• Gretel Stroh

    I am paralized by fear right now. Thanks for this article

  • Lisa

    I would also lay a large amount of responsibility at the feet of the media, which felt compelled to create “equivalencies” where they didn’t exist. What’s worse, they compared the wrong things: Hillary’s e-mails vs. Trump’s sexist behavior. There was almost no coverage of his Mafia ties, housing discrimination, treatment of the illegal workers he hired, the 3500 or so lawsuits filed by contractors etc. he had cheated, and other substantive matters to question the “successful businessman” persona he created. (Even his ghostwriter for Art of The Deal said Trump is a sociopath.)

    And let’s not forget the well-oiled and financed Republican smear machine that has been targeting Hillary for 25 years. She really couldn’t get out from under it. Lies repeated take on the ring of truth, and she was always a flawed candidate.

    Another factor is that people still want women to behave in certain ways. If we’re strong, we’re bitches or cu***. If calm and reasonable, we’re “boring”. Hillary’s been under attack so long, it’s not surprising she’s closed off and private. People may have respected her but just didn’t like her.

    Finally, I suspect many Dems voted Libertarian because they assumed she would win and it wouldn’t hurt to register a “protest” vote. Well, obviously we know how that turned out.

    More thoughts on my blog, http://www.olderfatterhappier.com
    Best to you all and keep fighting for human rights,

    • I couldn’t agree more, Lisa. I had hopes, but retrospectively, I don’t think a woman was going to be elected president. Especially not Hillary. Much of America has hated her for years. She was a flawed candidate for sure (I voted for Bernie in the primaries) but I could never understand the comparison of Trump and Hillary. It’s like comparing a root canal surgery with an amputation. Not the same thing at all.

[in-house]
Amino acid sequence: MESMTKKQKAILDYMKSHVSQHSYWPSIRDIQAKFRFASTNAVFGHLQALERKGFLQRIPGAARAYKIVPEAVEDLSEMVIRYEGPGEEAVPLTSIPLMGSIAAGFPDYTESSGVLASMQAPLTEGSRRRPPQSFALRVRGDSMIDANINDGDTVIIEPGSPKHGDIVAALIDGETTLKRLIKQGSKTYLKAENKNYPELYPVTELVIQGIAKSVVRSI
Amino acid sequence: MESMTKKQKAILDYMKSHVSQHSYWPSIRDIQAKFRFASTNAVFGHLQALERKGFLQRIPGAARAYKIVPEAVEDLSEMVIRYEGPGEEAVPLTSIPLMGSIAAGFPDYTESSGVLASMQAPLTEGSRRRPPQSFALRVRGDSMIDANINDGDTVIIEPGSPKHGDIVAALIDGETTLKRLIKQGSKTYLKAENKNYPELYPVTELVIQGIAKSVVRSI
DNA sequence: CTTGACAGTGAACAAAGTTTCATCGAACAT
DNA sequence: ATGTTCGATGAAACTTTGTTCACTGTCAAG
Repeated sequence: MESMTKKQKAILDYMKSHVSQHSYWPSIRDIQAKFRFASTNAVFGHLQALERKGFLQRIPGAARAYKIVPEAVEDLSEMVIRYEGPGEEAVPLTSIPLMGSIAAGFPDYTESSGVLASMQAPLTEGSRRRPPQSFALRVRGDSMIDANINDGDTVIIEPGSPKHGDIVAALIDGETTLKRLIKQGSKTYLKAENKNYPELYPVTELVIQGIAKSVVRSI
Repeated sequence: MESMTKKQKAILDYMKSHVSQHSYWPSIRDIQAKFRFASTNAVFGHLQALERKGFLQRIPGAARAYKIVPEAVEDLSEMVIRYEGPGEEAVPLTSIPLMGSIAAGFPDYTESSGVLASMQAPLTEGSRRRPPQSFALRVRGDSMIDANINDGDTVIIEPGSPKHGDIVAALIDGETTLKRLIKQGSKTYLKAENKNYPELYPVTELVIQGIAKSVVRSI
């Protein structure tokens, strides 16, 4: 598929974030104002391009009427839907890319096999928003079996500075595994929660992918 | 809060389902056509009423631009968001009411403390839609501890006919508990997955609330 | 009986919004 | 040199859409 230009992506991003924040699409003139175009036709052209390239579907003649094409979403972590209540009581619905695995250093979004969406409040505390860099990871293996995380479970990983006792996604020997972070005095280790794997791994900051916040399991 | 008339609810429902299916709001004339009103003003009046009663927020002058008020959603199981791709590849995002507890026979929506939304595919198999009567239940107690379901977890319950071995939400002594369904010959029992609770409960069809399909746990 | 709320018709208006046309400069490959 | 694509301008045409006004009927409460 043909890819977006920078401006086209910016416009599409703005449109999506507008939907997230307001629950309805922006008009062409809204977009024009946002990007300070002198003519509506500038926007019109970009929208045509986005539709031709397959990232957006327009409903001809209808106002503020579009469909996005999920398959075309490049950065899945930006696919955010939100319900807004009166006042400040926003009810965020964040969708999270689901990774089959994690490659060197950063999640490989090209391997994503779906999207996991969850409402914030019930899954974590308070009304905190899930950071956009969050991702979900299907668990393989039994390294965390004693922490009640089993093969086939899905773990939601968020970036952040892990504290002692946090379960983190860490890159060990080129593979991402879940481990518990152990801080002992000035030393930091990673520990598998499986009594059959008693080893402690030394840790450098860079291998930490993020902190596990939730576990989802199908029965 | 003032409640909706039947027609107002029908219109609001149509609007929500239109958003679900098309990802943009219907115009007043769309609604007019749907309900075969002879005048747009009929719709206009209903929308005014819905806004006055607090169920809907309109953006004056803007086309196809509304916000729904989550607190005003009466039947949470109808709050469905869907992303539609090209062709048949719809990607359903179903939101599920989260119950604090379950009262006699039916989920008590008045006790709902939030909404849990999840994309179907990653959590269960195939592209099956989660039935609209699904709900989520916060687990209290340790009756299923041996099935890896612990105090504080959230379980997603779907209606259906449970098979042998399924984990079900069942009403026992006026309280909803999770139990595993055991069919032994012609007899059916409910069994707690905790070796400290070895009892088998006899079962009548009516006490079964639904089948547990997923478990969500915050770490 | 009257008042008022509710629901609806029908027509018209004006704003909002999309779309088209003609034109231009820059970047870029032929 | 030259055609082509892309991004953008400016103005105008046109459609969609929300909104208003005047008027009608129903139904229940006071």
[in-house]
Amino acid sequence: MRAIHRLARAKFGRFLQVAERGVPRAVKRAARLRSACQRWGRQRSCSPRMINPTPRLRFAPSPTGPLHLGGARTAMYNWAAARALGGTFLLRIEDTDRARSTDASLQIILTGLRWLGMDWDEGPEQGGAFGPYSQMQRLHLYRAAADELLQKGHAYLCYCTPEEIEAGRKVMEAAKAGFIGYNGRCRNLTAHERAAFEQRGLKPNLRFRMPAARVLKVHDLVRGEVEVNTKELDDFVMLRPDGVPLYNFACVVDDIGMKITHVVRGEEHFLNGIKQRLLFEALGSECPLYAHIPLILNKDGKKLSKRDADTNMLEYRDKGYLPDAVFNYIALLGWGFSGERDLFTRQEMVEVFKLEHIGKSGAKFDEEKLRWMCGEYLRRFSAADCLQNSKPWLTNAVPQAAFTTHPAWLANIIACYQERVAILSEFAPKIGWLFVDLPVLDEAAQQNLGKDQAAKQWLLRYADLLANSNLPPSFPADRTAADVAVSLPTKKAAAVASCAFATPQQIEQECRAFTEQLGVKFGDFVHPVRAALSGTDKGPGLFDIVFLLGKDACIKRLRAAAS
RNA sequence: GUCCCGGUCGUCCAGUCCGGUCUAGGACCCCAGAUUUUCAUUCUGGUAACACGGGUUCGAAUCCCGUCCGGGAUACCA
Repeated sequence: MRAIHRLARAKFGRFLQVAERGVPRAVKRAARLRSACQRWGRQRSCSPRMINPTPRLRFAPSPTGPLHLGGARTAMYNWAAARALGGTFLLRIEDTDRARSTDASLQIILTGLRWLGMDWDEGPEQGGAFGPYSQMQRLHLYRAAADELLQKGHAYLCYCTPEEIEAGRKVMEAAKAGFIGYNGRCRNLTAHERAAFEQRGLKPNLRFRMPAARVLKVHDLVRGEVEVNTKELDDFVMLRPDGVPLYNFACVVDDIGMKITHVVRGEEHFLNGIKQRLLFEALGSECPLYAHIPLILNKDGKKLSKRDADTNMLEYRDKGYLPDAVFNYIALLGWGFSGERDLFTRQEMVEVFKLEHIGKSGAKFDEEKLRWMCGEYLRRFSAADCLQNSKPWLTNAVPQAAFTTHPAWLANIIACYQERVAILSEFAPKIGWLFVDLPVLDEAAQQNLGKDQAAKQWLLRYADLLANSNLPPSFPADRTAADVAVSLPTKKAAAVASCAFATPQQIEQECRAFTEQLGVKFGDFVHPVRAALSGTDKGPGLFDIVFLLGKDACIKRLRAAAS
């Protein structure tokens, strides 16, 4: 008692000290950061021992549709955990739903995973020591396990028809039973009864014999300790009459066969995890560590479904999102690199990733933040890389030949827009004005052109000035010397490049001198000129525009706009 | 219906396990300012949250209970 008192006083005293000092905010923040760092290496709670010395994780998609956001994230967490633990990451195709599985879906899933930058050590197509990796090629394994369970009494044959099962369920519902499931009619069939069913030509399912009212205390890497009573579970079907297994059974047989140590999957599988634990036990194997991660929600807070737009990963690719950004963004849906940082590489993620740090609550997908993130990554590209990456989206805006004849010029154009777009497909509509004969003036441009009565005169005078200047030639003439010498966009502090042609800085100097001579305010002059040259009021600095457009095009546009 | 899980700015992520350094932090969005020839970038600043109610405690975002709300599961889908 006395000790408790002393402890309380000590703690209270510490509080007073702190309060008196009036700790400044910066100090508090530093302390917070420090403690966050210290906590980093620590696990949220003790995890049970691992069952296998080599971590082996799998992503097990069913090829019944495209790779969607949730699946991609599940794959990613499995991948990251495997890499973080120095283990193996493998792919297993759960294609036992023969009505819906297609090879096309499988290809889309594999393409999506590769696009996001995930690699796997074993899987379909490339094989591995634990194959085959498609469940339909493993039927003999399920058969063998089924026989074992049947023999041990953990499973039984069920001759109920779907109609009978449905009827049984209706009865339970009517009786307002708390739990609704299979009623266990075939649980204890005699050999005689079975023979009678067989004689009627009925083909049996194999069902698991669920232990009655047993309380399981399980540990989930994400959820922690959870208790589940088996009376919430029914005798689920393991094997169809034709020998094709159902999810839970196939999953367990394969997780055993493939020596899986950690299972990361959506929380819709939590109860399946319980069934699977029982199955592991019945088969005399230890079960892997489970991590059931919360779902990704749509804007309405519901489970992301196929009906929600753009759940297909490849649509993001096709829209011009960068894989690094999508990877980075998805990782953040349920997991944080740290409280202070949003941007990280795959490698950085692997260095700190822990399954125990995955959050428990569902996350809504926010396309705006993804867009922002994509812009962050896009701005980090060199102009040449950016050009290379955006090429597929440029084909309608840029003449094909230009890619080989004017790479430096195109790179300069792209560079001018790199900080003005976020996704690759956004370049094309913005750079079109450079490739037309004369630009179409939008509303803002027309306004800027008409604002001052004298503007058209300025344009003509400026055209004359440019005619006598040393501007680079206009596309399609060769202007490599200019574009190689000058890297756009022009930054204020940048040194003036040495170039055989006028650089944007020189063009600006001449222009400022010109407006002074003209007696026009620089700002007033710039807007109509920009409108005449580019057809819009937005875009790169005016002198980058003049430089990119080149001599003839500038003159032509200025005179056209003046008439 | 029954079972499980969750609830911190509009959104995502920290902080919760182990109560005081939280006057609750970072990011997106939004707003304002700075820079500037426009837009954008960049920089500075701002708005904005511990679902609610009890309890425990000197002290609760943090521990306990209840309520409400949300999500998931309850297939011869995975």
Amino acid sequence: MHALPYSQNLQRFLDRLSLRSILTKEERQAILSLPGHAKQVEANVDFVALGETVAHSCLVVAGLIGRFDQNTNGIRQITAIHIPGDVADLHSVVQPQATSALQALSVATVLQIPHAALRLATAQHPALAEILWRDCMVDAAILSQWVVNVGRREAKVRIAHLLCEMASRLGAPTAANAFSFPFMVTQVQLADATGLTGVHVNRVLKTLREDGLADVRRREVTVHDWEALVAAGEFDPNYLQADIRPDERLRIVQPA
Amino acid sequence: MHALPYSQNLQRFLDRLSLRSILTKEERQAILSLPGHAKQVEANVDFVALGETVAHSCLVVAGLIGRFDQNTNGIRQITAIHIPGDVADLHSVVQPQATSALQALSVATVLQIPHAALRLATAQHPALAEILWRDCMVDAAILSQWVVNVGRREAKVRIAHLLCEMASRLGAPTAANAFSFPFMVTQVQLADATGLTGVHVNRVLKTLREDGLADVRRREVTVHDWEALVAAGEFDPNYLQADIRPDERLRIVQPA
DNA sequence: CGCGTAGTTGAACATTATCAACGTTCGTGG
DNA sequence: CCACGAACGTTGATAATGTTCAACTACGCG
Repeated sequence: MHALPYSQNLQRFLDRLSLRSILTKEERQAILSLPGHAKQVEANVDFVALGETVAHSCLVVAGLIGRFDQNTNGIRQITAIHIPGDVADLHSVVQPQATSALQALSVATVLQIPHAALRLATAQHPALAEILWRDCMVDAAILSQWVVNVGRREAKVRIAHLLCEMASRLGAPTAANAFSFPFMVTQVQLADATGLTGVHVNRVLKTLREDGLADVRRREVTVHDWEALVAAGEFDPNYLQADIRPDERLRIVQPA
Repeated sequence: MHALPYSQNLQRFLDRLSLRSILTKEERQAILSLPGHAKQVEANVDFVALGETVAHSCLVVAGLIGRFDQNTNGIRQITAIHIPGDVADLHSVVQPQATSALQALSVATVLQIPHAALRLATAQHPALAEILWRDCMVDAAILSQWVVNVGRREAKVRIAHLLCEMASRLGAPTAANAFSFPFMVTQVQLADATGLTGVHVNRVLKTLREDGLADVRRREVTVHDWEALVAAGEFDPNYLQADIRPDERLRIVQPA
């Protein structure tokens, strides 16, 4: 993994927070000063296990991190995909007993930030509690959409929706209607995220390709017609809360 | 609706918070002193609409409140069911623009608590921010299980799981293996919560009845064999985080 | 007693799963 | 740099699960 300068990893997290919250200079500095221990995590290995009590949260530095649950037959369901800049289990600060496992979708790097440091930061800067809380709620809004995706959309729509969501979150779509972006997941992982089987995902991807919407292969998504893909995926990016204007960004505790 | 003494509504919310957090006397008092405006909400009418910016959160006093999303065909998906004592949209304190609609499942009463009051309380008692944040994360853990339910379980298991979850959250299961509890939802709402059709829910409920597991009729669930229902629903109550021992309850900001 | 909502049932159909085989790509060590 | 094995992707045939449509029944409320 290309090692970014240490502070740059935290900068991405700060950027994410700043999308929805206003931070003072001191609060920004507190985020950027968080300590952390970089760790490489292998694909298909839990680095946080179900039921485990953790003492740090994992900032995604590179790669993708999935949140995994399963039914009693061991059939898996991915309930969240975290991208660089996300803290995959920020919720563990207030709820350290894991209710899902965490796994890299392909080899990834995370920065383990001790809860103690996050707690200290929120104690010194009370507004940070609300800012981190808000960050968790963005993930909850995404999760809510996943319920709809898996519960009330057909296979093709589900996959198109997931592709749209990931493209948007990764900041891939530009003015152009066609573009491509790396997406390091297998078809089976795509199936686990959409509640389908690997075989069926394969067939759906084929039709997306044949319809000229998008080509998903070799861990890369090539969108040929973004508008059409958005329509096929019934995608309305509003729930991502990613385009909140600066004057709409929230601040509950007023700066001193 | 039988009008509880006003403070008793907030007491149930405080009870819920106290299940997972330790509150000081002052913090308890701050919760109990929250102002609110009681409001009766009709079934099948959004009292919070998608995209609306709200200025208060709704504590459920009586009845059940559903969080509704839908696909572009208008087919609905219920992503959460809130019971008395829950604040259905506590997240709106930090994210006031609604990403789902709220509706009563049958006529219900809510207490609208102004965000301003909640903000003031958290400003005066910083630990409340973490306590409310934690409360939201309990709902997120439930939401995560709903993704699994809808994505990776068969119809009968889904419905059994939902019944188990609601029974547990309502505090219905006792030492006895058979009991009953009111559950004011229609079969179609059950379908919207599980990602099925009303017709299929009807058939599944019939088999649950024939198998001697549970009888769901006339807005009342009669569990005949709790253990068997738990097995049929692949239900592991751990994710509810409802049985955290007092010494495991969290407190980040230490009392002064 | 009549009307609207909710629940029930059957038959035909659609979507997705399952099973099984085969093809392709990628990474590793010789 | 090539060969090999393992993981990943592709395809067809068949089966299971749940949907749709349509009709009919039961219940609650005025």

The media definitely failed to cover Trump. But at the same time, I wonder if that would have made a huge difference? I mean, even when people would say “no that is an incorrect statement” in any debate, we would just bulldoze through it. And now no one is covering Stephen Bannon being appointed Strategist, when his past shows he is racist, anti-semitic, misogynist, and believes in the destruction of the American system. He doesn’t care about the poor people (white or black) in this country. And the media has completely failed to point to any of this.

    • Actually, women in/from Slovenia are told these days “You are just envious because Melanija is beautiful and married well”, by happy Slovenian men, no less. To which I tend to reply … a few things. Something about the beauty of the person I get to wake up with and so on. 🙂

      • Helena

        Did you happen to catch the interview her ex boyfriend gave to ABC? Interesting guy. http://abcnews.go.com/International/boyfriend-donald-trumps-wife-melania-typical-slovenian-girl/story?id=37468388

        • Not this one but a similar one, yes.
          I have to agree she is special: I am 2 years younger and my life (and my friends’ life) was spent preparing for working life (studying, learning, even working as children …) and while we did dream about clothes and pop stars a lot, our reality was quite … real 🙂 I don’t think pink played a role, neither did (too much) make up or glamor. So her and her family’s life was rather an exception, as far as I know.
          I don’t have an opinion on Melania Trump, also no feelings or any other … connection. Most people say she’s nice, I don’t care whether she visits Slovenia or not, speaks Slovene or not (it is none of my business) and as to her looks … well, Michelle Obama is my Queen. 🙂 Which is why it makes me angry to be grouped among envious Slovenian women (meaning we are all uglier, fatter and poorer and of course jealous … so I tend to explain the thing about the beautiful guy I get to wake up with).

  • tunie
  • sketch42

    This was a great article, thanks!

  • Erika Galan
  • There is one thing real, big time narcissists fear, too: being disliked. Being disliked by large portions of one’s own nation/world must suck, if you love yourself so much. It never stops hurting.